This is a touching story about loss, love, hope, survival and friendship.
One day in early spring, while ice is still covering the ground, an old man finds an injured bee in need of warmth. The old man takes the bee back to his home and creates a sanctuary for it. Through the illustrations and the note from the authors we learn that this old man lost his child a long time ago and upon seeing the bee, sees his child in the bee. The old man dreams of drowning, waking up in a cold sweat. He cares for the bee like a child and the two form a loving friendship.
The old man falls ill and is moved a hospital, leaving the bee all alone. They miss each other. A friend brings the old man a plant, along with the bee, from the old man's home to his bedside. As they are reunited the images of frost covered grounds finally brighten. Spring has arrived.
This is a heavy book that can be interpreted in numerous ways thanks to its sparse text and brilliant use of imagery. 'Ben' provokes thought and use of imagination about the transformative power of love. It shows us how caring and kindness can lead to meaningful relationships of all shapes and sizes. The images evoke strong emotions, changing from the perspective of the old man, to the bee's perspective, to the perspective of an observer.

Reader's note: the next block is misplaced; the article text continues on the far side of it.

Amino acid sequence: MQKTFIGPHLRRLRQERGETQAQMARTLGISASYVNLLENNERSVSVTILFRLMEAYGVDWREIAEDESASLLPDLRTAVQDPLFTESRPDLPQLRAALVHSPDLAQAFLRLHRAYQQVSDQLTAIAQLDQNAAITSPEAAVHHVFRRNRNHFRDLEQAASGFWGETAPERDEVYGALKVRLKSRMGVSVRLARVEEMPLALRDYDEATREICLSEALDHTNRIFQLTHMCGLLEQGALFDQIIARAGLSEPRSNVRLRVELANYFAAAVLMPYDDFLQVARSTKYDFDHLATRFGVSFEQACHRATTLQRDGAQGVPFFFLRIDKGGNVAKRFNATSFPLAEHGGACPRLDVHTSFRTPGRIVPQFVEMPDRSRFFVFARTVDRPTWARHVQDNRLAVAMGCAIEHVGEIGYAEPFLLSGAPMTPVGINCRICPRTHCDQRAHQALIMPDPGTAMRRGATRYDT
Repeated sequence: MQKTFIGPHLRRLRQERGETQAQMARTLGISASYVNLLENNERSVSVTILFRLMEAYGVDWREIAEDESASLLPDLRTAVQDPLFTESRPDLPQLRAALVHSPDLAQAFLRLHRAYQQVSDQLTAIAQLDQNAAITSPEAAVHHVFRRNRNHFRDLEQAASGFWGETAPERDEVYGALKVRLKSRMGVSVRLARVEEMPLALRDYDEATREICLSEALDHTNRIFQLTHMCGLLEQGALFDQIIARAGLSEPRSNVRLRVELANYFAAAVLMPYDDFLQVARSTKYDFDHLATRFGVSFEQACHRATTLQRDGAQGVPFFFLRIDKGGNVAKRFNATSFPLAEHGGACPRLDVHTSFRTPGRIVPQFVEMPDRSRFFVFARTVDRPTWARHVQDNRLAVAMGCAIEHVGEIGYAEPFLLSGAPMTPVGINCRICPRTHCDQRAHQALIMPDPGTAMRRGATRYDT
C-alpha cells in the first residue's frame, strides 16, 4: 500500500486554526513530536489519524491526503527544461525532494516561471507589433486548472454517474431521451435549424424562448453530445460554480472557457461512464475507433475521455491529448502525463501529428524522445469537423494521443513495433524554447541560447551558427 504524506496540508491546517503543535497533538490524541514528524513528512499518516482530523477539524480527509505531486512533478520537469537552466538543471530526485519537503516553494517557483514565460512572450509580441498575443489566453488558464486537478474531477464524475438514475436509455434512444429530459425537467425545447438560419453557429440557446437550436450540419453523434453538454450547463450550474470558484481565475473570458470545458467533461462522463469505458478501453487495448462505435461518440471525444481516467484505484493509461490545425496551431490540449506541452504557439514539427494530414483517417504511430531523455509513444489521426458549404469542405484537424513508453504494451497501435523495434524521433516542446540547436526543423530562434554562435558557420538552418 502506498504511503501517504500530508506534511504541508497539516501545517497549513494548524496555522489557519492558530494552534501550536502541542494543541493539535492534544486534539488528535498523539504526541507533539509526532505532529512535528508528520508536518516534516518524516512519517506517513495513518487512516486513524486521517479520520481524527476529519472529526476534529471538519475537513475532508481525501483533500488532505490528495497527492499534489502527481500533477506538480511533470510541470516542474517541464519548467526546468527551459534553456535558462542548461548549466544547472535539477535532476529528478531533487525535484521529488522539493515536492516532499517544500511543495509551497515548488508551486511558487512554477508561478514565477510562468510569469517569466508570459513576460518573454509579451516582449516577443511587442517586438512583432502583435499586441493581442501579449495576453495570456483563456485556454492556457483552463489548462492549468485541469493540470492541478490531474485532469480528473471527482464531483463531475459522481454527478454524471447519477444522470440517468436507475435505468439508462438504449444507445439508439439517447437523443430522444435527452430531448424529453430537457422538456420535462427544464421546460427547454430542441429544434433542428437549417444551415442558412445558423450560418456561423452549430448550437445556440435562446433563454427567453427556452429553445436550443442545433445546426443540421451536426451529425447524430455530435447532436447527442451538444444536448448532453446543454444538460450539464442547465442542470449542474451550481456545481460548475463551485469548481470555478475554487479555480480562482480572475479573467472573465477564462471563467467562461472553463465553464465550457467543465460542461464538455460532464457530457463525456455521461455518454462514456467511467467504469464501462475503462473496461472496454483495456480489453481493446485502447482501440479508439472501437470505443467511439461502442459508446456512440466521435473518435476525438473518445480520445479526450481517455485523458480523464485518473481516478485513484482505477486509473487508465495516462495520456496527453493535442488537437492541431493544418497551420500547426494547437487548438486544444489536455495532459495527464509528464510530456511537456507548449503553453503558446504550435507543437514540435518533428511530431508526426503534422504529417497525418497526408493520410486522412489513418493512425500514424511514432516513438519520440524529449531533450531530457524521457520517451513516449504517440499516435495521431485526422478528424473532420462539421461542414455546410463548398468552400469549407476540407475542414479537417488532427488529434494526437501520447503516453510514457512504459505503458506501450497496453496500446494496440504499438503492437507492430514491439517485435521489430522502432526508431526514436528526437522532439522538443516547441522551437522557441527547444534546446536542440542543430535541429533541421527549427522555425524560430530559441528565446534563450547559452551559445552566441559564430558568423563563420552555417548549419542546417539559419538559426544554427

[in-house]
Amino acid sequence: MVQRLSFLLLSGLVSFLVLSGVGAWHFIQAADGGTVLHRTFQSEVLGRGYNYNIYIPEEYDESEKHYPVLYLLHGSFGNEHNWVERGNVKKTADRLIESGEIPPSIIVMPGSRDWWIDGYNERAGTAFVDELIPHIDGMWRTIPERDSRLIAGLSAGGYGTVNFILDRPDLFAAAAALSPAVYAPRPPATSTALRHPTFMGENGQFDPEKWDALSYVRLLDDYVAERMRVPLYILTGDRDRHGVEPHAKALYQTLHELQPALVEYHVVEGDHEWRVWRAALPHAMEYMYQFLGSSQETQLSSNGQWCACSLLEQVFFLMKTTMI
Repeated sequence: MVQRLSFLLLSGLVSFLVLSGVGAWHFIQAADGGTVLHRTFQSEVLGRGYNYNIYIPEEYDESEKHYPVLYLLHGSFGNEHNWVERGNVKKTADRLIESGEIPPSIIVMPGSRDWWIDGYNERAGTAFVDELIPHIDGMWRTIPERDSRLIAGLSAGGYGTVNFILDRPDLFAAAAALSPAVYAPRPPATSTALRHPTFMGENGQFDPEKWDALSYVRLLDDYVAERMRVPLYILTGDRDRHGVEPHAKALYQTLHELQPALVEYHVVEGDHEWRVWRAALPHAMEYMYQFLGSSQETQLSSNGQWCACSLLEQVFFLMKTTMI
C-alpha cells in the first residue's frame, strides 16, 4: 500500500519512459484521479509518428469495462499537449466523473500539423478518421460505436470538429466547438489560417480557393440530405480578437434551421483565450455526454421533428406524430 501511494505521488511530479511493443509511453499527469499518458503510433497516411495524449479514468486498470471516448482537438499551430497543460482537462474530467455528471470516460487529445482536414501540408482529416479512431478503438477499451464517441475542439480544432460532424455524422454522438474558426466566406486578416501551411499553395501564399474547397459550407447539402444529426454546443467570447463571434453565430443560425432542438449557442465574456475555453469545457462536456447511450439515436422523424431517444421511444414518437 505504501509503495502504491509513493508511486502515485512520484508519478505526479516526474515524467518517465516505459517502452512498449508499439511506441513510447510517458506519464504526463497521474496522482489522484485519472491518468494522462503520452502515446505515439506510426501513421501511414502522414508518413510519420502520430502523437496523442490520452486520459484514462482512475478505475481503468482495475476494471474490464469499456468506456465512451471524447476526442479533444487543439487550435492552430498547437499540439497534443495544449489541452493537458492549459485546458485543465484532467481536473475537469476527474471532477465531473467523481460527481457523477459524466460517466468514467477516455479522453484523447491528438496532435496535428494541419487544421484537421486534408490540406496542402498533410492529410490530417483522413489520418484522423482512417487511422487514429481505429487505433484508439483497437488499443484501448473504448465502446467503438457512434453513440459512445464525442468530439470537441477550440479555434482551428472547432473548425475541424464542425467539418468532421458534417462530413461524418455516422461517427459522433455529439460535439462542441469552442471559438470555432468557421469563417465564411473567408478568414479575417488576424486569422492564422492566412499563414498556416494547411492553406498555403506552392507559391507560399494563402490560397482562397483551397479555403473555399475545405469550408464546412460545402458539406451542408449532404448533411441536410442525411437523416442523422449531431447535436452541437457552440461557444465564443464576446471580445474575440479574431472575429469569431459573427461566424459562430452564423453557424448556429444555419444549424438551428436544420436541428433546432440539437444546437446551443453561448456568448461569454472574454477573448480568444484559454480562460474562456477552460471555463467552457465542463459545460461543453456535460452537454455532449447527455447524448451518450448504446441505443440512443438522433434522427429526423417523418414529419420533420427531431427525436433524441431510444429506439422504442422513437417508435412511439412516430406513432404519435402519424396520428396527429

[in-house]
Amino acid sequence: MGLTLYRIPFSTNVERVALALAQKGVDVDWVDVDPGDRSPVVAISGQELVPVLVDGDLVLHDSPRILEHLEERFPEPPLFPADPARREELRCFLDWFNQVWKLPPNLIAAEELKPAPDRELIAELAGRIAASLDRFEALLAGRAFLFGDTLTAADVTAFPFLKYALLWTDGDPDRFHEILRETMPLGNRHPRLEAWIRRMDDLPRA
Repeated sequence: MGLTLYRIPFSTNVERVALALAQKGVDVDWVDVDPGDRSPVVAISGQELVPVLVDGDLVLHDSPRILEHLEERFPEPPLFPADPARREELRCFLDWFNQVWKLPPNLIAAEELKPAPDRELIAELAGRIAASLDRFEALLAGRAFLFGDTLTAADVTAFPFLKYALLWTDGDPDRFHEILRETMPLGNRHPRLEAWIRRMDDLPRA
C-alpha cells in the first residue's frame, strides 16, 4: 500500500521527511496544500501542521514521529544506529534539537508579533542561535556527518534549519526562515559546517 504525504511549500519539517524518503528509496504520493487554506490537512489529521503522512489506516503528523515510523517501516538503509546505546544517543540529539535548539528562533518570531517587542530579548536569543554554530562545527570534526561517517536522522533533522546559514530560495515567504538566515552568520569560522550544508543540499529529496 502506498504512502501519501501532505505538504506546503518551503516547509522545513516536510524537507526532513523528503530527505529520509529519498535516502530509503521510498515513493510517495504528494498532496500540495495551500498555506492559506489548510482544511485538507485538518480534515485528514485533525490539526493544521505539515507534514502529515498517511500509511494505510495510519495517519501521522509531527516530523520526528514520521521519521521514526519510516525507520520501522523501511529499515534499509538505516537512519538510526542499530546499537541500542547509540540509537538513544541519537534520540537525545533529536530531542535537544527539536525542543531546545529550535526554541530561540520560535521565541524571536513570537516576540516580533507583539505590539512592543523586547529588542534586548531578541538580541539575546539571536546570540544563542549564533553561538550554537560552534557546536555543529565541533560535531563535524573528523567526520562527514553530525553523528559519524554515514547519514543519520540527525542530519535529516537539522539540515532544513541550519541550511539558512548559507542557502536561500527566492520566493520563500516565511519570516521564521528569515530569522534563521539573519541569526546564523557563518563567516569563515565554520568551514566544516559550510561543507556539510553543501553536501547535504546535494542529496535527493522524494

The authors, Josh Prigge and Minha Park, create stories to evoke hope and inspiration in an audience of all ages. They have certainly succeeded in this mission with 'Ben.'
Miba and Josh live and work out of South Korea and will be in the states this summer. 'Ben' is written in both Korean and English and was kindly provided to us by the authors. Learn more about the authors here.